Ethiopian Airlines last week announced that it has started flying five times a week to Buenos Aires, Argentina as African air passenger growth rose by 7.5 per cent in 2017 leading to airlines competing in offering consumers convenient flights to their destinations.
According to data released last month by The International Air Transport Association, African air travel capacity rose at less than half the rate of demand (3.6 per cent), and load factor increased 2.5 per cent to 70.3 per cent compared to 2017.
In this, Ethiopian Airlines is at the moment executing a 15-year strategic plan called Vision 2025.
Therefore, it is positioning itself as the carrier of choice for passengers plying the Americas.
“We are glad to add Buenos Aires, our sixth gateway to the Americas, to our extensive global network. Our new flight to Buenos Aires will provide efficient connections to our network in Asia, the Middle East, and Africa, including Beijing, Shanghai, Seoul, Tokyo, Mumbai, Delhi, Dubai, Beirut, Nairobi, and Cairo,” said Mr Tewolde GebreMariam, Group CEO in a statement on its website.
It intends to have seven business centres which will include regional services, an aviation academy, in-flight catering, ground, international, and maintenance as well as cargo services to cater to the needs of their clients.
Currently, it flies directly to Chicago, Washington, New York, and Los Angeles in the United States and Toronto, Canada.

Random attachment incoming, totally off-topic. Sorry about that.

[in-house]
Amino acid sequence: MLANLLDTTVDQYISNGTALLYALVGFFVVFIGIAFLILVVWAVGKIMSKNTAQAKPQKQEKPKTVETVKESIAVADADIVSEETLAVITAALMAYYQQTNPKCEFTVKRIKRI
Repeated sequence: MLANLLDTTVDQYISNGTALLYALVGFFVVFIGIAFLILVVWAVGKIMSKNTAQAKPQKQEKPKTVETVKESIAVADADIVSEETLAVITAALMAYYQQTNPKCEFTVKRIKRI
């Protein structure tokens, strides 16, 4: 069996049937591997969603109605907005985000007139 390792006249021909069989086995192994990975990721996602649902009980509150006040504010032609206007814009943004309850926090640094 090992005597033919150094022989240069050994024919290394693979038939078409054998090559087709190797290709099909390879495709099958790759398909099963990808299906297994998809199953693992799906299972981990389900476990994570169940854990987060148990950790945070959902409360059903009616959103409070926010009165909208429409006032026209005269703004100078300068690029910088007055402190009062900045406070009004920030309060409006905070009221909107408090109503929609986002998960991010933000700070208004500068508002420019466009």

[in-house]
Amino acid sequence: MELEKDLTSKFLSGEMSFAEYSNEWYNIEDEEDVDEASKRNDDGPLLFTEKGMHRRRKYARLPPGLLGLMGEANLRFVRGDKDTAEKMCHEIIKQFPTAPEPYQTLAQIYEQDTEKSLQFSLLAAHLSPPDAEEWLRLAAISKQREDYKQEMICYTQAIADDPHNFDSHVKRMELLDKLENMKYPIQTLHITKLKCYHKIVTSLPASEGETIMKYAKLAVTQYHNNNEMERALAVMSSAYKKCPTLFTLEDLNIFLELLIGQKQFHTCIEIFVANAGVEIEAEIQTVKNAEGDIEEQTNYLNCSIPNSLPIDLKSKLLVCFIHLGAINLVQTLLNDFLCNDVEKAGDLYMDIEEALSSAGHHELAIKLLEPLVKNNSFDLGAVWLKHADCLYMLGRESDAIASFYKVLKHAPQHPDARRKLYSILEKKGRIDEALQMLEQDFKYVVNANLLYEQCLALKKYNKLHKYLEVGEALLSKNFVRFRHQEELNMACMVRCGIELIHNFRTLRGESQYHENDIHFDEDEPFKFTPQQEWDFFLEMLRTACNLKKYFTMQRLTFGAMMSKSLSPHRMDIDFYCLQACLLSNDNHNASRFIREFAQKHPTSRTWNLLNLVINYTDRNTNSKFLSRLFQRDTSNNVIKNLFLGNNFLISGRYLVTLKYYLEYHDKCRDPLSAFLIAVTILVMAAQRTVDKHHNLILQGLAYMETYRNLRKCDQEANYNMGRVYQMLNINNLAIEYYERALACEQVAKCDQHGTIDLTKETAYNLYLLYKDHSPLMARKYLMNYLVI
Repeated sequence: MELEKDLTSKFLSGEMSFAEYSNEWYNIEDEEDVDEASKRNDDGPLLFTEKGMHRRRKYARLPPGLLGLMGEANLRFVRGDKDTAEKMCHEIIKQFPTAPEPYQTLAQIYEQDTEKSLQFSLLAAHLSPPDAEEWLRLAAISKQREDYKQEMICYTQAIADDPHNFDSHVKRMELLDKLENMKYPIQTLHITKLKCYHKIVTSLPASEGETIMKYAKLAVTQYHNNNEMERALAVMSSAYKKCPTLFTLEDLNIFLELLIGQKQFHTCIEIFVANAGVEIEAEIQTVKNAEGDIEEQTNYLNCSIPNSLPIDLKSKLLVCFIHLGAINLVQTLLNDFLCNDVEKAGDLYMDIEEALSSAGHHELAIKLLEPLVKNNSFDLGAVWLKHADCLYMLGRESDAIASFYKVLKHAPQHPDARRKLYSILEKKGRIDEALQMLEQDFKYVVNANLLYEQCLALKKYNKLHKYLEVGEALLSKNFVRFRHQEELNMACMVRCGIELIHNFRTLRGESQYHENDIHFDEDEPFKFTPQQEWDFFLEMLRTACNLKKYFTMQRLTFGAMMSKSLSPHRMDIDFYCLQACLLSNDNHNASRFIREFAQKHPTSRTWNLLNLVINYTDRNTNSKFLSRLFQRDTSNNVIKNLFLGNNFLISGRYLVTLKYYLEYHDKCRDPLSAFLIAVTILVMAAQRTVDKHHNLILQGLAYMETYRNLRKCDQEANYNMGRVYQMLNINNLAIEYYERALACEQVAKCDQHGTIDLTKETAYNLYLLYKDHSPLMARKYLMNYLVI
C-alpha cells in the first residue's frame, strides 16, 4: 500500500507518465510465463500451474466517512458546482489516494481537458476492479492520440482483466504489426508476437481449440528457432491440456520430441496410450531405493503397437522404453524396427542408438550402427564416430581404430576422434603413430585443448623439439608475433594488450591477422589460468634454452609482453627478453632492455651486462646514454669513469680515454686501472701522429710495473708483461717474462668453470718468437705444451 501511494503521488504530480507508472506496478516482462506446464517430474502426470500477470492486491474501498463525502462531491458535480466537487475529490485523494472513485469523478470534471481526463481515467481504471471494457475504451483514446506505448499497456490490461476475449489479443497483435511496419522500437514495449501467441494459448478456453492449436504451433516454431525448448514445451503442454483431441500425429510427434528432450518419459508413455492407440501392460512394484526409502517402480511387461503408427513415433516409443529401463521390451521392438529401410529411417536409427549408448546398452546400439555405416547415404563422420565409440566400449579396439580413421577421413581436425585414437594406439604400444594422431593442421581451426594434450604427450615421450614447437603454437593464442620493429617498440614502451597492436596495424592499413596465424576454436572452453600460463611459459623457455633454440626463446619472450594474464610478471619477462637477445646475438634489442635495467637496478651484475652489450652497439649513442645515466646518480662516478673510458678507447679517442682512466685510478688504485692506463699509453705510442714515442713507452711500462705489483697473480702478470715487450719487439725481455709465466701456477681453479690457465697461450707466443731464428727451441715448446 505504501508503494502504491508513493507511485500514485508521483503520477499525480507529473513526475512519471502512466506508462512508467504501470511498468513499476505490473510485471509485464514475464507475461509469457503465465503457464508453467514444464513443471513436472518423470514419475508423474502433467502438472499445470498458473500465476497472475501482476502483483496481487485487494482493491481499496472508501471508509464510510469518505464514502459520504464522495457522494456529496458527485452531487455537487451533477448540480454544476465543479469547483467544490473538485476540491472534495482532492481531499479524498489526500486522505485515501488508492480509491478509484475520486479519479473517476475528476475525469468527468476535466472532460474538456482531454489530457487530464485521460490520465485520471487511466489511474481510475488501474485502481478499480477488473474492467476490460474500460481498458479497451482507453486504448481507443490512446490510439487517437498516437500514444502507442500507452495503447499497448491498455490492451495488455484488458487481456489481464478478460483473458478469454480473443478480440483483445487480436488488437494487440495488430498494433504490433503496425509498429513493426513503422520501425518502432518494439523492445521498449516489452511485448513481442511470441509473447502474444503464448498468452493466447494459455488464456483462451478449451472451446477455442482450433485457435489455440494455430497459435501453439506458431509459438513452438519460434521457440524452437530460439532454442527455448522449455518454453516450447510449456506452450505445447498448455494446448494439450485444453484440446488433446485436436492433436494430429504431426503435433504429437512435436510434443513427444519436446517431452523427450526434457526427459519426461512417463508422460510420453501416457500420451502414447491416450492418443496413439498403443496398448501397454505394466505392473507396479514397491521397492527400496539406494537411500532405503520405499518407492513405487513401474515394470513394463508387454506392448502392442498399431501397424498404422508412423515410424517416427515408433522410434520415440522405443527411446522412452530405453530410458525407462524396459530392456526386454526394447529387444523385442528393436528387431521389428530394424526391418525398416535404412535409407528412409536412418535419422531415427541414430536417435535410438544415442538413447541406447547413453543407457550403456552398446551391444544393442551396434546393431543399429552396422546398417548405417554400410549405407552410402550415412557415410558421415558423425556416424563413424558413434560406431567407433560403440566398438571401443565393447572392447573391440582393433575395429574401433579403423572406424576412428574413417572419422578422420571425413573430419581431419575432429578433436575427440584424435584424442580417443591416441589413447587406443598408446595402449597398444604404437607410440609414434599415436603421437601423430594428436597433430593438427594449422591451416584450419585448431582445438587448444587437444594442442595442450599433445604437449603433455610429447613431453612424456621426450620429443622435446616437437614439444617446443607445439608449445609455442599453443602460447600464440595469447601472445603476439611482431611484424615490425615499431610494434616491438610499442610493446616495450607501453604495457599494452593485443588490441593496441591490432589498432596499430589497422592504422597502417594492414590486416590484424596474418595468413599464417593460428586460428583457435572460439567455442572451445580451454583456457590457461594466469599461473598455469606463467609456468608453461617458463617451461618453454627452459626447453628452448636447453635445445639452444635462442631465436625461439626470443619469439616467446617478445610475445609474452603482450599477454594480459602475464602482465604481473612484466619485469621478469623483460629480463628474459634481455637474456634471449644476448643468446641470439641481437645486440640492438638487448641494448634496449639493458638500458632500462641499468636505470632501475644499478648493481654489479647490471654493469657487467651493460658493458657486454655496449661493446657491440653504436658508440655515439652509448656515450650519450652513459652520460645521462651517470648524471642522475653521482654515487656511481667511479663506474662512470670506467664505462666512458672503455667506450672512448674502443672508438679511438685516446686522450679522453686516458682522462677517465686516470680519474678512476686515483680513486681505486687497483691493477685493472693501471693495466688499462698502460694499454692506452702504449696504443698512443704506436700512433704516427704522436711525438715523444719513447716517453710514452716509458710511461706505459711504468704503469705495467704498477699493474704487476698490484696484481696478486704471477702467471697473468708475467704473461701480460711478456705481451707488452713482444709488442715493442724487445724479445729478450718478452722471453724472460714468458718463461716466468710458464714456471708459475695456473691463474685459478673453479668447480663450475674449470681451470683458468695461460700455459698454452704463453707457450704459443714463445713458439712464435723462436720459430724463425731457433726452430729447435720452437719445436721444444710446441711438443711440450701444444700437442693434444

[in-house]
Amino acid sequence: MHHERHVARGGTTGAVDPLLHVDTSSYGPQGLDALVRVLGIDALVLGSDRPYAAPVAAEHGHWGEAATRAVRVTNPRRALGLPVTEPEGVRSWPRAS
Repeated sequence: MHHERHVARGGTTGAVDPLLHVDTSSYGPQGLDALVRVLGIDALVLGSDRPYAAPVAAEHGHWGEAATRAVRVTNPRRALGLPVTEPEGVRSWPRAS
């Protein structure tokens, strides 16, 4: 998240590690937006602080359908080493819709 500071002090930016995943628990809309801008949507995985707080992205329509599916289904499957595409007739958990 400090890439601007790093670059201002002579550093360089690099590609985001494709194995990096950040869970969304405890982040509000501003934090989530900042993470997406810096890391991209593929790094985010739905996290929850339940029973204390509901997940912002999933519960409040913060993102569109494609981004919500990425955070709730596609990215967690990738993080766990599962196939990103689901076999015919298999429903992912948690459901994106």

For airlines, launching direct flights saves them on fuel costs which in turn they are able to either reduce their ticket prices or price them competitively in order to attract customers.
Fuel accounts for about 36 per cent of an airline’s operational costs, thus airlines place an extra charge in their tickets in a bid to reimburse for the fuel prices putting off customers, according to research conducted by the African Airlines Association (AFRAA) on the taxes and charges in African aviation.
“Airlines will frequently put fuel surcharge on tickets to compensate for increasing fuel prices. It is estimated that most airlines would recover about 40 per cent to 70 per cent of their additional fuel costs through surcharges.
This, unfortunately, puts ticket prices way beyond the means of the majority of passengers.
“Additionally, fuel prices at some stations in Africa are over twice the world average and have a very adverse impact on the competitiveness of African airlines,” reported AFRAA.
In the case of Kenya Airways, for instance, it is set to launch direct flights to New York, US in October this year.
Travelling from Nairobi to the US is 6,381 nautical miles on a direct flight while on a connecting flight, at the moment connect via Europe, (Nairobi to Europe is 3,693 nautical miles) and Europe to the US is 3,443 nautical miles, therefore, the distance adds up to 7,136 nautical miles.
This will reduce the miles travelled to the US, therefore saving on and reducing air tickets.
“For KQ, its fares will be cheaper because they do not have to deal with the heavy navigational charges of the European Union. On an impact basis, this will open up the freight market between Africa and the USA, which is far cheaper than Europe. It will also bring tourism to this side of Africa. Although the main impact will be in terms of freight since the far west will give Europe a run for their money,” said Francis Muyodi, airline cargo consultant.
Indeed, connecting via the UK for instance, freight is charged per kilogramme at a tax rate of £0.01.
Transfer of freight from one aircraft to another is also charged, therefore, the impact could be significant on total trade flows, with one cargo aircraft from Kenya to the US capable of transporting 90,000 to 100,000 tonnes daily.
- African Laughter